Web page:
The Holocaust in the sense of the genocide of the Jews lasted from 1941-45.
Although, it is evident that ever since Hitler came to power in 1933, Jews had been persecuted and surely tortured. First in Germany and then in the various countries annexed and invaded by Germany. Important ‘milestones’ on the road to the holocaust include the establishment of ghettos such as Warsaw, Lodz, and Krakow, where Jews were forced to live in unbearable conditions.
The Nazis started putting people in camps as early as 1933. Many died in those camps before the “Final Solution” was developed which entailed of leaving groups of Jews in Gas Chambers and having them wait their death. The innocent victims misunderstood the purpose of their being put into chambers as opportunities to shower because the NAZIs had asked them to remove their clothing, but they did not assume that those were amongst the last moments of their treacherous lives.
It is argued that those earlier years, 1933 to 1941, should be included in what is considered as the years of The Holocaust. Other targeted groups such as Gypsies, Slaves, the mentally retarded, and political prisoners, with whom Hitler too had issues tolerating, should also be included.
“[Since] Hitler had suffered severely from stomach pains and eczema in 1936–37, he made a remark to the Nazi Party’s propaganda leadership in October 1937 that because both parents died early in their lives, he would probably follow suit, leaving him with only a few years to live… About the same time, Dr. Goebbels noted in his diary Hitler now wished to see the “Great Germanic Reich” he envisioned in his own lifetime rather than leaving the work of building the “Great Germanic Reich” to his successors.“
The Foreign Minister, Baron Konstantin von Neurath, the War Minister, Field Marshal Werner von Blomberg, and the Army Commander, General Werner von Fritsch, protested against Hitler’s intentions that any German aggression in Eastern Europe was bound to trigger a war with France due to the French alliance system in Eastern Europe:
“Fritsch, Blomberg and Neurath all argue that Hitler was pursuing an extremely high-risk strategy of localized wars in Eastern Europe that was most likely to cause a general war before Germany was ready for such a conflict, and advised Hitler to wait until Germany had more time to rearm.” It is thought provoking that Neurath, Blomberg and Fritsch had no moral objections to German aggression or against Hitler’s ‘Racial Hygiene’, but rather based their protest on the issue of timing, which was to determine the best time for aggression.
The concept of Racial Hygiene was one of the foundations of Hitler’s social policies. “It was based on the ideas of Arthur de Gobineau, a French count; eugenics, a pseudo-science that advocated racial purity; and social Darwinism. Applied to human beings, “survival of the fittest” was interpreted as requiring racial purity and killing off “life unworthy of life.” The first victims were children with physical and developmental disabilities. After a public outcry, Hitler made a show of ending this program, but the killings continued. Then followed the genocide of Jews and a majority of consist support for Hitler.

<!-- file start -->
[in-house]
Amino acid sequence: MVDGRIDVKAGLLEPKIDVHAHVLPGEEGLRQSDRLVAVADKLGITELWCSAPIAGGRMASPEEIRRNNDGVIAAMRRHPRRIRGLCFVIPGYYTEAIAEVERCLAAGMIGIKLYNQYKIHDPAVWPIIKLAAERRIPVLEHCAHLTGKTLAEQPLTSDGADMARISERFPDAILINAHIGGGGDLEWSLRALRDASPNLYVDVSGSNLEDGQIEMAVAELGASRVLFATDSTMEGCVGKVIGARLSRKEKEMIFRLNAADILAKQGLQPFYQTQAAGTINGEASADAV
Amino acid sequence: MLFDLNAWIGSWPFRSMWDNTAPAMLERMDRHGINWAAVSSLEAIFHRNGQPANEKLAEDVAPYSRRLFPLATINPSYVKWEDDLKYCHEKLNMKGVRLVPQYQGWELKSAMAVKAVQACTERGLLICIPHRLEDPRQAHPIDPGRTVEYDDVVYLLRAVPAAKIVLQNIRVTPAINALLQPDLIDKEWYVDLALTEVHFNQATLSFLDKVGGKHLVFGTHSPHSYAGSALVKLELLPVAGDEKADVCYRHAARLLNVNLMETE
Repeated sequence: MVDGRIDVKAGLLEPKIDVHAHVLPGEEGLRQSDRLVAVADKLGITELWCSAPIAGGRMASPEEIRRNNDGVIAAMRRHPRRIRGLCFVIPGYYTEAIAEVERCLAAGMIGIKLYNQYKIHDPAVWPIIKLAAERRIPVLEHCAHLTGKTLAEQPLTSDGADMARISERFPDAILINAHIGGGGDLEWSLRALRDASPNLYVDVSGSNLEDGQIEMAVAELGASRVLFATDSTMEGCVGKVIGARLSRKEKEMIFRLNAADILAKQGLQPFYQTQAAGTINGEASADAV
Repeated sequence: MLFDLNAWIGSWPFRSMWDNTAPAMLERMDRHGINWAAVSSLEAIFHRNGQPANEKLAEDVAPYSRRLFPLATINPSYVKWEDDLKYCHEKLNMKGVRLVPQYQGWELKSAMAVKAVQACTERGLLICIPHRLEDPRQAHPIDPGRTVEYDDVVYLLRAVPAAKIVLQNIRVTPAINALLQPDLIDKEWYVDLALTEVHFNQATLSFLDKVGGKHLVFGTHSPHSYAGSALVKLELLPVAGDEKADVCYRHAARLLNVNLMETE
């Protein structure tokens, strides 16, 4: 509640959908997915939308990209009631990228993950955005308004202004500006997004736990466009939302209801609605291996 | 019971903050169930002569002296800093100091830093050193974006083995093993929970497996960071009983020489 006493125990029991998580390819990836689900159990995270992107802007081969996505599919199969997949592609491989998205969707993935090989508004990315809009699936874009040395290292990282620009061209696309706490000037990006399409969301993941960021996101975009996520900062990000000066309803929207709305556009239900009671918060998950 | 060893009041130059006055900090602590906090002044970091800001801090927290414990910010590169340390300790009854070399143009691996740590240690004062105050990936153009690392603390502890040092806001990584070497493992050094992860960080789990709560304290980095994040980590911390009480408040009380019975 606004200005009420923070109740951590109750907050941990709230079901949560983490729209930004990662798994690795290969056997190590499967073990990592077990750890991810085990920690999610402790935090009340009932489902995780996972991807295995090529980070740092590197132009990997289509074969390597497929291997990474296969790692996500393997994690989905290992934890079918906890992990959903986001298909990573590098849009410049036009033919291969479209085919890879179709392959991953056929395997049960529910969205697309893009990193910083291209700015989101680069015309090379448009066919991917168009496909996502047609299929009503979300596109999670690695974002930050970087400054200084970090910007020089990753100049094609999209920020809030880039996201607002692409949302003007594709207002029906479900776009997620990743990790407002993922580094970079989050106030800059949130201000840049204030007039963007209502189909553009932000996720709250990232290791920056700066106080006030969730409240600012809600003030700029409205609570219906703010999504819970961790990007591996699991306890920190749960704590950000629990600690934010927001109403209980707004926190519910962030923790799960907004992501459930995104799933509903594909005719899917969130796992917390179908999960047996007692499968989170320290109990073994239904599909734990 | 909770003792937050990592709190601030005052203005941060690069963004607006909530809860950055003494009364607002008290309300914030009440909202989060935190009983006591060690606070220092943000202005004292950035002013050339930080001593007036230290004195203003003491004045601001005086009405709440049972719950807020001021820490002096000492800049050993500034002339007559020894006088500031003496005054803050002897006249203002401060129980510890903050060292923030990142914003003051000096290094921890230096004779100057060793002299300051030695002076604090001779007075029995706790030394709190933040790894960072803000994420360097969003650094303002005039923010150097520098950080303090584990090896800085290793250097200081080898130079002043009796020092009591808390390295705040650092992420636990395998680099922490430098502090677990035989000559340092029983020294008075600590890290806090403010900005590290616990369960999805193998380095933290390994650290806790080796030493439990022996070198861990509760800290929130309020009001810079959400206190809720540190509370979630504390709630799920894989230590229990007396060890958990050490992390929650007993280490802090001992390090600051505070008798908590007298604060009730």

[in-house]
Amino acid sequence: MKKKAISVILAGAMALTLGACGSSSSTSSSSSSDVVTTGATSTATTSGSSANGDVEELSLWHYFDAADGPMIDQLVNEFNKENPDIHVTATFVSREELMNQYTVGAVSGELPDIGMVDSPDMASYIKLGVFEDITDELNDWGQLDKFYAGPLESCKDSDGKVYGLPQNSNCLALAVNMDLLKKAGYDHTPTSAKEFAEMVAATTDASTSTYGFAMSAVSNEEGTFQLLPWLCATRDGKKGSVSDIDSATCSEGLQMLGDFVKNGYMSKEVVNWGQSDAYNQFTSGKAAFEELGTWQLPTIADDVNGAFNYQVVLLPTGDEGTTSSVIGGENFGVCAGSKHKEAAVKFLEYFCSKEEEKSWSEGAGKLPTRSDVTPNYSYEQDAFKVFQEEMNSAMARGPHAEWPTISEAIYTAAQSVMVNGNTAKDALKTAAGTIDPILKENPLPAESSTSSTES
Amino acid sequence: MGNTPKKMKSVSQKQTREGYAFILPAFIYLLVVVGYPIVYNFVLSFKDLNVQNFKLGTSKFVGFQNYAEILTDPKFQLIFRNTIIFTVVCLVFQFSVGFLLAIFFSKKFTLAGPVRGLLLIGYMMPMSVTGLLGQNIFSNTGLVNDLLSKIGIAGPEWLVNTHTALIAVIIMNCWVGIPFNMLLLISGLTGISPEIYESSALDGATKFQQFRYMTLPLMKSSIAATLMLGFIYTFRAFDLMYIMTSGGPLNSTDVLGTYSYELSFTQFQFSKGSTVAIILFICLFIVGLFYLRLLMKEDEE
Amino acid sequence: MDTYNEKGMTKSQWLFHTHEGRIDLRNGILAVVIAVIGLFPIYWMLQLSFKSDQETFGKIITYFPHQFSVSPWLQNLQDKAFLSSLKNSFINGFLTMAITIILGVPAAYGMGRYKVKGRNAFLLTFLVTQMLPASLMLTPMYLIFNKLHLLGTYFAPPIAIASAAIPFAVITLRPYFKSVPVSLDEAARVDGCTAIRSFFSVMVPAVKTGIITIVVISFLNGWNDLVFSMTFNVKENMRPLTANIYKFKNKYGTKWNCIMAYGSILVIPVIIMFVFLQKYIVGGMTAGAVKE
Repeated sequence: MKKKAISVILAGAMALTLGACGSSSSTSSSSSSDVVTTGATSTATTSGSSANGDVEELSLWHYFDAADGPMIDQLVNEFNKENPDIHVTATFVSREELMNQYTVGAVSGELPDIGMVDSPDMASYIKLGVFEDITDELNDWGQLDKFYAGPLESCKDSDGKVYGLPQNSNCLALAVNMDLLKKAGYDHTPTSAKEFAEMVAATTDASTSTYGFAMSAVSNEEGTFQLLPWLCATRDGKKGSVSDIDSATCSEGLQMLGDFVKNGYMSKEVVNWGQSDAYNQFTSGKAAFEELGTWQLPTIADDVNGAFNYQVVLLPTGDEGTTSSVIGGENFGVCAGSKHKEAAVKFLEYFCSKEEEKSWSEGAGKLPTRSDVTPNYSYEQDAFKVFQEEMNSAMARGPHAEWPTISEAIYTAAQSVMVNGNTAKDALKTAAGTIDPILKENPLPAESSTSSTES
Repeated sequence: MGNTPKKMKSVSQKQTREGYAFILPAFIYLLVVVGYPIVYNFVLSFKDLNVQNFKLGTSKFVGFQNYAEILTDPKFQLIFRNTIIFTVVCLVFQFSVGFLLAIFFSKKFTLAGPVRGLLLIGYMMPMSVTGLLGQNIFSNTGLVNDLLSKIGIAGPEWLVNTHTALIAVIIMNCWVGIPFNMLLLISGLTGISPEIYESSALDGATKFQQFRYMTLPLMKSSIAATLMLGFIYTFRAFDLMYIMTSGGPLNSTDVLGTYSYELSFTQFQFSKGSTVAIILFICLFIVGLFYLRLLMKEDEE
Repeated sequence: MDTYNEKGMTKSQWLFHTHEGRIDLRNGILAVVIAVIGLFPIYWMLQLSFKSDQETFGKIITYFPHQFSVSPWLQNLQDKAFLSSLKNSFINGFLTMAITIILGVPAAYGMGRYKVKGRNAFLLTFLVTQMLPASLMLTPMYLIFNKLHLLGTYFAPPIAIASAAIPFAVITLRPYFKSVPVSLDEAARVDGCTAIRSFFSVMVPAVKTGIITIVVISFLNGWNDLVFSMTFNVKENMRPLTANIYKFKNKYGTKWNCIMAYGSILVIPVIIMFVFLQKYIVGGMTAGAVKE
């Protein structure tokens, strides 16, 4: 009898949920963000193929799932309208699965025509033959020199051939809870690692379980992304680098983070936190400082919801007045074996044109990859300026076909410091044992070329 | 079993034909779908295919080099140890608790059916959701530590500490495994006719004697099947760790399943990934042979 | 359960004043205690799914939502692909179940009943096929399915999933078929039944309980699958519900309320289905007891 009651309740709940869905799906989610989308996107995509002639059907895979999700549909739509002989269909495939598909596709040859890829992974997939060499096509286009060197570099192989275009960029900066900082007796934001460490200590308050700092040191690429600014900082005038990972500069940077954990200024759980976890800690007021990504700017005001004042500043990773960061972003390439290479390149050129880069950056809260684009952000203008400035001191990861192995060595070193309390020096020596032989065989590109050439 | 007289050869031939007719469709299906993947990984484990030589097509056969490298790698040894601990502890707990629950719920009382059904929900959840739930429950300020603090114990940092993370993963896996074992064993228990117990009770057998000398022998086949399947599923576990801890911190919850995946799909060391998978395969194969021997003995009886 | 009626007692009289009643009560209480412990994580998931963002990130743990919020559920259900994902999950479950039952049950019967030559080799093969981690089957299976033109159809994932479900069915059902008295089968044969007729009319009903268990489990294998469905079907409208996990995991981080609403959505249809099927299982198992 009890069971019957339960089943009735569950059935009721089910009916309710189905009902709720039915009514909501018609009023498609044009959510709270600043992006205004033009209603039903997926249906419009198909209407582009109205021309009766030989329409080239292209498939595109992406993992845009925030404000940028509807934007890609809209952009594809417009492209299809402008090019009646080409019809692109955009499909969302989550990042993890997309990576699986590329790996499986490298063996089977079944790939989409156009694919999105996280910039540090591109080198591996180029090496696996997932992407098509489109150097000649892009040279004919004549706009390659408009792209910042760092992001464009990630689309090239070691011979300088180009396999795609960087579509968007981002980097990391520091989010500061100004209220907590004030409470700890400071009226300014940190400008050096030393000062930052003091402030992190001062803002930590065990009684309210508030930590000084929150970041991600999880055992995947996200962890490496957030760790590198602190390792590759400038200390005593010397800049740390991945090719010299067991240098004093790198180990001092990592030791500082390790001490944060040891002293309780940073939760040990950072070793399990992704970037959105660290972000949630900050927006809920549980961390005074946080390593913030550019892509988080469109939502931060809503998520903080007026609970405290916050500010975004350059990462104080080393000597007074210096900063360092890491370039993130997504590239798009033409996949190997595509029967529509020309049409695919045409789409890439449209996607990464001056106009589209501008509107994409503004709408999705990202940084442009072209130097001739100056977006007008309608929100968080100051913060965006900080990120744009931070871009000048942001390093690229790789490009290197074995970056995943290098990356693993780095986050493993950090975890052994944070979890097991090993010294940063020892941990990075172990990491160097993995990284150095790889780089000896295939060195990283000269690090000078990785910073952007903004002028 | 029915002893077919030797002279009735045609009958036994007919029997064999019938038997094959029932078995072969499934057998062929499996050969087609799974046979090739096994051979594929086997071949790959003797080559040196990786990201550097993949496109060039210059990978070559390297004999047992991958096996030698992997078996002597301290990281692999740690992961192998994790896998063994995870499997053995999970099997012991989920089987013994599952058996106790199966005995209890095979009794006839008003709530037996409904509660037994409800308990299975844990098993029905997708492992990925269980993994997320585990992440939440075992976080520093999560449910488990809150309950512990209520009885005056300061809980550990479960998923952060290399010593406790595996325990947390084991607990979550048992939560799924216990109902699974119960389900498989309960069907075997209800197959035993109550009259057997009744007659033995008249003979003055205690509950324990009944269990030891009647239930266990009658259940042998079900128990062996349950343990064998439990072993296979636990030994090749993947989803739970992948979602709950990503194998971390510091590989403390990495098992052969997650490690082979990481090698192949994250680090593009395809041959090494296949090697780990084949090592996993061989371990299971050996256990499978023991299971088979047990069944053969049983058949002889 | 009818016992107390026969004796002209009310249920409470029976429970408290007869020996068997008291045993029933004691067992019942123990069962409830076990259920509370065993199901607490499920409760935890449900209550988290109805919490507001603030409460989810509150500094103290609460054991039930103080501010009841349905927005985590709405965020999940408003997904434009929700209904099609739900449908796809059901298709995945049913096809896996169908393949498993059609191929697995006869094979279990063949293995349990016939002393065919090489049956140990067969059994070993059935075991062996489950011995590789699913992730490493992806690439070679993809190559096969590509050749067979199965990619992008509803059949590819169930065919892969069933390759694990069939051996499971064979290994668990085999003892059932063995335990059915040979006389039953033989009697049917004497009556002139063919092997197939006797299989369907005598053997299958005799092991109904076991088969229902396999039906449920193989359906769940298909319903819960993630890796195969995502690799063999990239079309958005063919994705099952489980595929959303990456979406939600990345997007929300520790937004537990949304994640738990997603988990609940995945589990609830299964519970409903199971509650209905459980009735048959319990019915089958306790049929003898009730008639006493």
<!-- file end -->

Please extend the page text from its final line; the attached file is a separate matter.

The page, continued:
Between 1939 and 1945, the SS systematically killed between 11 and 14 million people, six million of which, were Jews.
“In addition to those that were gassed to death, many died as a result of starvation and disease while working as slave labourers. Along with Jews, non-Jewish Poles, Communists and political opponents, members of resistance groups, homosexuals, Roma, the physically handicapped and mentally retarded, Soviet prisoners of war (possibly three million), Jehovah’s Witnesses, Adventists, trade unionists, and psychiatric patients were too killed.”
“One of the biggest centres of mass-killing was the industrial extermination camp complex of Auschwitz-Birkenau. As far as is known, Hitler never visited the concentration camps and did not speak publicly about the killing in precise terms.”
The video attached below narrates a more detailed outlook on the extermination camp of Auschwitz-Birkenau. The video also displays The Auschwitz Album. It is the only surviving visual evidence of the process of mass murder at Auschwitz-Birkenau. “It is a unique document and was donated to Yad Vashem by Lilly Jacob-Zelmanovic Meier.”
This tragic mass murder brings about great emotions those of which inspire many to write poetry on behalf of them. An example is shown below.
We Will Never Know Their Pain by Rose Louse
Body up on body, the smell of death in the air,
Pain and suffering, too much for humans to bear.
Family’s torn apart, the strong to live and work,
The weak to face the chambers, god how they hurt.
Women stood in shame, their naked bodies filled with pain,
A shower was their promise; the gas was their gain,
Their prayers went unanswered, their cries went unheard,
Soldiers gave no mercy, hatred in their words,
Shouting out their orders, death was their’s to give,
Not even your childhood, gave you a right to live.
Babies clung to mothers, until they breathe their last,
Their further was now other, yet they never lived a past.
Girls robbed of their honour, their bodies were abused,
Death was their only answer, to how they could refuse.
Ugliness was a blessing, for beauty brought them pain,
For there’s worse than dearth and that is what they gained.
Their suffering is now just words in a history book.
I say thanks to god that we will never no their pain,
For as a gypsy I know their life could have been mine to gain.
For more poetry, visit: http://romaniroots.webs.com/holocaustpoetry.htm